Nine months ago, I started learning how to play hockey. I had no idea that I would help start a new league, and never thought I would be the captain of a winning hockey team. And yet, on Monday night my team — Blades of Steel — won the first-ever Heartland Novice Hockey League Championship.
No, this isn’t the same as winning the Stanley Cup, the Calder Cup, the Memorial Cup or the Turner Cup (Google it). But it was a memorable experience for this group of beginning hockey players, including me.
I’ve never really been good at sports. I studied karate on and off throughout my life, though I never got to black belt. I competed in a few karate tournaments, and while I won some awards I never took first place.
So winning first place (FIRST!!!!!) at something athletic is an accomplishment that I can finally cross of my list.
Two things made this championship special. First, we beat a team that had our number all season long, the Snatchers. We were 1-3 against the Snatchers during the regular season. In one of our worst games, they clobbered us 6-1. In Monday night’s championship game, things were close until the end, when we finally managed to pull ahead in the third period and win 4-1.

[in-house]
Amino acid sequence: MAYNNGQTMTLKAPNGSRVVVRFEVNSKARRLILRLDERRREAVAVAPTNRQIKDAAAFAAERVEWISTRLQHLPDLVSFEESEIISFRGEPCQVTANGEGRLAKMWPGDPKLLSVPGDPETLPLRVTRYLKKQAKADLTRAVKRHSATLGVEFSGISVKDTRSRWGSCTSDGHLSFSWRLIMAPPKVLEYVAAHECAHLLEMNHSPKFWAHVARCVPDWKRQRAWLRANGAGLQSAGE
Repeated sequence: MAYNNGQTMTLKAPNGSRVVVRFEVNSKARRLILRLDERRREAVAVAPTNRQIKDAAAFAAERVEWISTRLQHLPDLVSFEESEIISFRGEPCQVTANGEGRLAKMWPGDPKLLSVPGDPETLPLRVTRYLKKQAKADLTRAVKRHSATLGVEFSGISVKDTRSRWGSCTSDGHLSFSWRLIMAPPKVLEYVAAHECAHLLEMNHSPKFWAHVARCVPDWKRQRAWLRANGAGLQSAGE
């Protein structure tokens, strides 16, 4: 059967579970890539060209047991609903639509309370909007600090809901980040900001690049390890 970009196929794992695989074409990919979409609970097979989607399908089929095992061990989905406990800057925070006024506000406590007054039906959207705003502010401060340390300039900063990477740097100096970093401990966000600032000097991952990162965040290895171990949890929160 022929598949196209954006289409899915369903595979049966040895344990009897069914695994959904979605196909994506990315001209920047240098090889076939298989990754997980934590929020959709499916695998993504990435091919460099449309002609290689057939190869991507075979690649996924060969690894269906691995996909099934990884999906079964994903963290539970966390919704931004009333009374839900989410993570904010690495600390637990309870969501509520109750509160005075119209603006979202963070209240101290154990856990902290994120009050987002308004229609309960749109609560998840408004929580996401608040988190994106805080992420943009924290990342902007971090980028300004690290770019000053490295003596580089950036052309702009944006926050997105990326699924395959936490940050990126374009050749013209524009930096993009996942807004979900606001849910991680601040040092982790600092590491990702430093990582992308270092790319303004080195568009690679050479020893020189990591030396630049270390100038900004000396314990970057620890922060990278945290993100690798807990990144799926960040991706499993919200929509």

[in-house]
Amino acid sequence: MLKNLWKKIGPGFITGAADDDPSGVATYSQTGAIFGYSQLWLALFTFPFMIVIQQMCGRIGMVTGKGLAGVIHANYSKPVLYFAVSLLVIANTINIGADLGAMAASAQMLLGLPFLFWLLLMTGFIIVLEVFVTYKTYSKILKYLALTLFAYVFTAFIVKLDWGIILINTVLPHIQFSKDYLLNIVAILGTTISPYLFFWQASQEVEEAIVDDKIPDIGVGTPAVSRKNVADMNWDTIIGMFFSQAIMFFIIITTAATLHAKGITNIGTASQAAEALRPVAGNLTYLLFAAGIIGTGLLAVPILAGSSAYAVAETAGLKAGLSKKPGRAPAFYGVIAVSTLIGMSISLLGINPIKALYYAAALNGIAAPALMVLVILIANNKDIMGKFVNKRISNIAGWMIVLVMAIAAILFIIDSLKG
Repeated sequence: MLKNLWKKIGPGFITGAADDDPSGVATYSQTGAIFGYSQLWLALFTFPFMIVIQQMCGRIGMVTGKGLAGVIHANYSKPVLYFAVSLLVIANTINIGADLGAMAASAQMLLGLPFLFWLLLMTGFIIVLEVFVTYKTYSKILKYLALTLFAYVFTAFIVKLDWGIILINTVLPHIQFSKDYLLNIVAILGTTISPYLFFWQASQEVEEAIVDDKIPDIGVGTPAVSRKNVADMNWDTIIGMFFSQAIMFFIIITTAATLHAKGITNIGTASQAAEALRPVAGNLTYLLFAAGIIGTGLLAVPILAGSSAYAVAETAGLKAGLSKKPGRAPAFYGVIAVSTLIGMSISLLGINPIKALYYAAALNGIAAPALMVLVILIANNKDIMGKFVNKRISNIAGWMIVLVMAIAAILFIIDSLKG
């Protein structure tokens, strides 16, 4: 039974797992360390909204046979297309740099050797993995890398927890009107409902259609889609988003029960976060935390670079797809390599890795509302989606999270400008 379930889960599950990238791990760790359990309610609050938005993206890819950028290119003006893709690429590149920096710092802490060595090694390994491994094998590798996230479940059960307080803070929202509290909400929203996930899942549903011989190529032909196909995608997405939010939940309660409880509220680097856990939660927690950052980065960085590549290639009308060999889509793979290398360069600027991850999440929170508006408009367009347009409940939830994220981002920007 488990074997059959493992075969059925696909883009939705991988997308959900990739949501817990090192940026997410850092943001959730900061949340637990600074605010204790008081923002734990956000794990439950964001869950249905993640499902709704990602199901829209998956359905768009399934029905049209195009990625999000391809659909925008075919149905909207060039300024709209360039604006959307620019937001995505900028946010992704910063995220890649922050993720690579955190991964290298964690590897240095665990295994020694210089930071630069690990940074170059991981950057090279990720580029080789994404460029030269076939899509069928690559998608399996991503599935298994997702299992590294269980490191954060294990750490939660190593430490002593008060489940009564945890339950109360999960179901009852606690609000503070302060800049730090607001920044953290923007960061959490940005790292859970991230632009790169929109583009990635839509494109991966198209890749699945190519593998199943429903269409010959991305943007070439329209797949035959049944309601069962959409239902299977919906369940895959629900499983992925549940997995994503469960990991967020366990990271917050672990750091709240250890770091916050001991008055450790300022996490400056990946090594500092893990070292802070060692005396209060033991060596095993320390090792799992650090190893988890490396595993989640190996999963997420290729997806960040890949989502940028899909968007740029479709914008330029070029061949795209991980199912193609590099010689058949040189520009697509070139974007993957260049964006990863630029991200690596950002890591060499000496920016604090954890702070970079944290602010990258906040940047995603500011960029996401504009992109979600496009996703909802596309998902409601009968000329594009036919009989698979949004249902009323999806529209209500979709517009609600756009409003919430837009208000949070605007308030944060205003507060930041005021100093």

What made this game so great is that I won with a team of guys that I like. As one of the team captains in the Heartland League, I got to select the players for Blades of Steel. My strategy, if you can call it that, was to pick a bunch of guys that I knew and liked. Don’t get me wrong — there are some very talented players on my team that can skate circles around me. But win or lose, I wanted to play with nice guys and it worked. Here, the nice guys finished first.
More valuable than any win or store-bought trophy was what my team presented to me before the championship game: a framed jersey, autographed by my teammates:
My teammates told me that they appreciated the work that I do as their team captain: making sure we have enough players on a given night, finding a last-minute replacement when our goalie got sick, ordering socks that matched our sweet teal jerseys, and generally keeping everyone informed on what is going on.
At that point, I realized that even if we did not win the last game, I had a lot to be happy about. A trophy would be the proverbial icing on the cake.
Whenever I heard anyone talk about what they most like about playing hockey, their answer is always the same: the camaraderie with their teammates. Every rec league player (and even most pros) state that while winning is great, it is the group of guys you play with that makes hockey special. Before Monday, I thought that was just lip service; a cliché. But now I understand.
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